There is no question that Miguel Sano, the 22-year old slugger from the Dominican Republic, has made an immediate impact on the Minnesota Twins since his call-up at the beginning of July.
In my humble opinion, his impact on the Twins has been so great, as have his numbers, that he deserves serious consideration to be named the American League Rookie of the Year.Sano got off to a slow start in his major league career. It wasn’t until his sixth major league contest that he hit his first home run, coming against the Baltimore Orioles. After that first home run, he has managed to bomb 14 balls out of the park over nearly the past two months.
His power and ability to work the count, accumulate extra-base hits and base-on-balls is something the Twins have not had in their lineup maybe since Harmon Killebrew. I’m not saying that Sano is the next Killebrew. However, if he is, then that’s great for the Twins.
Sano was just named the Rookie of the Month for August, and is already off to a great start in September. He has four hits, two home runs, and two runs batted in in two games.
The one American League rookie who is standing in Sano’s way is the
Houston Astros’ Carlos Correa, who has been as impressive as Sano, but is tailing off a little as the season heads into the final stretch. Correa has benefited from playing 20 more games and nearly 100 more at-bats than Sano. The Astros are in first place in the American League West Division while the Twins are far behind the Kansas City Royals.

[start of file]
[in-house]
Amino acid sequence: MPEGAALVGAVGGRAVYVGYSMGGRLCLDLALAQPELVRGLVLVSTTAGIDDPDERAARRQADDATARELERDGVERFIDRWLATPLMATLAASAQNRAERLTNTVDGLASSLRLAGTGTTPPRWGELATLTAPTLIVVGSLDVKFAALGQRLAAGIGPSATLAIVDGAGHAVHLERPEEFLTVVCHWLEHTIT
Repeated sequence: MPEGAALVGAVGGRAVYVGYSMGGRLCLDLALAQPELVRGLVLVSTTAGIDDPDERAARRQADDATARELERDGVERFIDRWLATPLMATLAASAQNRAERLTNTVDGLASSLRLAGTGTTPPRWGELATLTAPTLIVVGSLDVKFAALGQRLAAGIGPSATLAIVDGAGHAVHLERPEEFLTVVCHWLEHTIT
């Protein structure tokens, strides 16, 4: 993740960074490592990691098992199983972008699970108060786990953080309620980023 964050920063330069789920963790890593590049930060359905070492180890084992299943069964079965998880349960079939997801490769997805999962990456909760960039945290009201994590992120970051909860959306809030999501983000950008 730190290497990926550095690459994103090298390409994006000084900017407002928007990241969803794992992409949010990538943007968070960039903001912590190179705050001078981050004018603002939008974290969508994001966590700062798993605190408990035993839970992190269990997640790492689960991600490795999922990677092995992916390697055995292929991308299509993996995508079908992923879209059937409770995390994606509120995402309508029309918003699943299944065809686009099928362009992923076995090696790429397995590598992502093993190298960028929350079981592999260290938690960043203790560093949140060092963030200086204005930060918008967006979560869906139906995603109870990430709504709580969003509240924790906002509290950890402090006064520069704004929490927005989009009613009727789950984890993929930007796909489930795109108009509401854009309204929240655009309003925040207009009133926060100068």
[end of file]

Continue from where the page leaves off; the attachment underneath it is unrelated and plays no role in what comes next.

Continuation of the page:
Here are the splits between the two players, in this order: AB, R, H, 2B, HR, RBI, SB, CS, BB, SO, BA/OBP/SLG/OPS.
Correa — 275, 38, 76, 17, 16, 45, 11, 3, 29, 58, .276/.345/.513/858
Sano — 179, 33, 53, 13, 15, 42, 1, 1, 34, 77, .296/.405/.620/1.025
Sano has Correa beat in five categories and, despite playing in 20 fewer games as I mentioned before, is barely behind Correa in doubles, homers, and runs batted in.
One big thing Correa has over Sano, and it might be a deciding factor, is that he plays a position. Sano has been used in a designated hitter role, but has played some third base and has not committed an error in 15 chances. Correa has committed eight errors, but is playing one of the toughest positions in baseball.
However, I don’t think a lot of people, even baseball people, realize how hard it can be to stay engaged in a game when a player is not playing in the field. How many players have turned out to be reliable designated hitters in their career compared to the number of players who have failed being a designated hitter?
Correa is just 20 years of age and what he is doing at that age is impressive, but is it more impressive than what Sano has done? I might be a bit of a homer for Sano, and I have certainly seen him play a lot more than Correa, but if Sano has a tremendous month of September and is able to lead the Twins to the playoffs, I 100 percent believe he should win the award the honor over Correa.
Both players are the real deal, but I think Sano has a slight edge.
What do you think? Feel free to leave a comment.